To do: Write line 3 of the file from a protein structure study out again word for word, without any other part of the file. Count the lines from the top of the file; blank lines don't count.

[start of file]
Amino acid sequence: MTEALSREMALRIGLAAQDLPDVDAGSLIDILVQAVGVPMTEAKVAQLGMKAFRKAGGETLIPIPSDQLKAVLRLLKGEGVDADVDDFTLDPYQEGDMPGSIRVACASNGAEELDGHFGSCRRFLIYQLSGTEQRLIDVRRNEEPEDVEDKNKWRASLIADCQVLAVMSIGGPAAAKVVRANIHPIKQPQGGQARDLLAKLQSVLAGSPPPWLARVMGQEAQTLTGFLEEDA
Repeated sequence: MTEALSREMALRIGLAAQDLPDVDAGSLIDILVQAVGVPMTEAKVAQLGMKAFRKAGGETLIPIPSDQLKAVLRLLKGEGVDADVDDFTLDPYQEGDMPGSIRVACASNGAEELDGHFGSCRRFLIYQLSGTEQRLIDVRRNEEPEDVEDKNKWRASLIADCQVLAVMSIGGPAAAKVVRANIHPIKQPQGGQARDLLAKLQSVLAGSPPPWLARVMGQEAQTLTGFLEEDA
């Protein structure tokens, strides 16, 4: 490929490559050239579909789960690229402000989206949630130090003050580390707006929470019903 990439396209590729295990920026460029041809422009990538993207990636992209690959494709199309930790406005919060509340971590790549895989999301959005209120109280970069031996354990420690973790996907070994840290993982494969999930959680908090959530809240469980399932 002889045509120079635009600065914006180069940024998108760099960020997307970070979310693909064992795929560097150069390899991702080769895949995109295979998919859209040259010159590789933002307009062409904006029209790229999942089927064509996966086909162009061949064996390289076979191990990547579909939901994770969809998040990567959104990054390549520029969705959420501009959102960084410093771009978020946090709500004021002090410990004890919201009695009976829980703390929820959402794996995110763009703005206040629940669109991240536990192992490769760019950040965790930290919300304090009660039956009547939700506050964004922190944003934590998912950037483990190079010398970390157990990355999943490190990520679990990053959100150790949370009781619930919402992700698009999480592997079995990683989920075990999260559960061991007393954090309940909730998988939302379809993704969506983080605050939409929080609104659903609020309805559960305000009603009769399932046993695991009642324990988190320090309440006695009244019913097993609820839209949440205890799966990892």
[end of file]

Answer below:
């Protein structure tokens, strides 16, 4: 490929490559050239579909789960690229402000989206949630130090003050580390707006929470019903 990439396209590729295990920026460029041809422009990538993207990636992209690959494709199309930790406005919060509340971590790549895989999301959005209120109280970069031996354990420690973790996907070994840290993982494969999930959680908090959530809240469980399932 002889045509120079635009600065914006180069940024998108760099960020997307970070979310693909064992795929560097150069390899991702080769895949995109295979998919859209040259010159590789933002307009062409904006029209790229999942089927064509996966086909162009061949064996390289076979191990990547579909939901994770969809998040990567959104990054390549520029969705959420501009959102960084410093771009978020946090709500004021002090410990004890919201009695009976829980703390929820959402794996995110763009703005206040629940669109991240536990192992490769760019950040965790930290919300304090009660039956009547939700506050964004922190944003934590998912950037483990190079010398970390157990990355999943490190990520679990990053959100150790949370009781619930919402992700698009999480592997079995990683989920075990999260559960061991007393954090309940909730998988939302379809993704969506983080605050939409929080609104659903609020309805559960305000009603009769399932046993695991009642324990988190320090309440006695009244019913097993609820839209949440205890799966990892």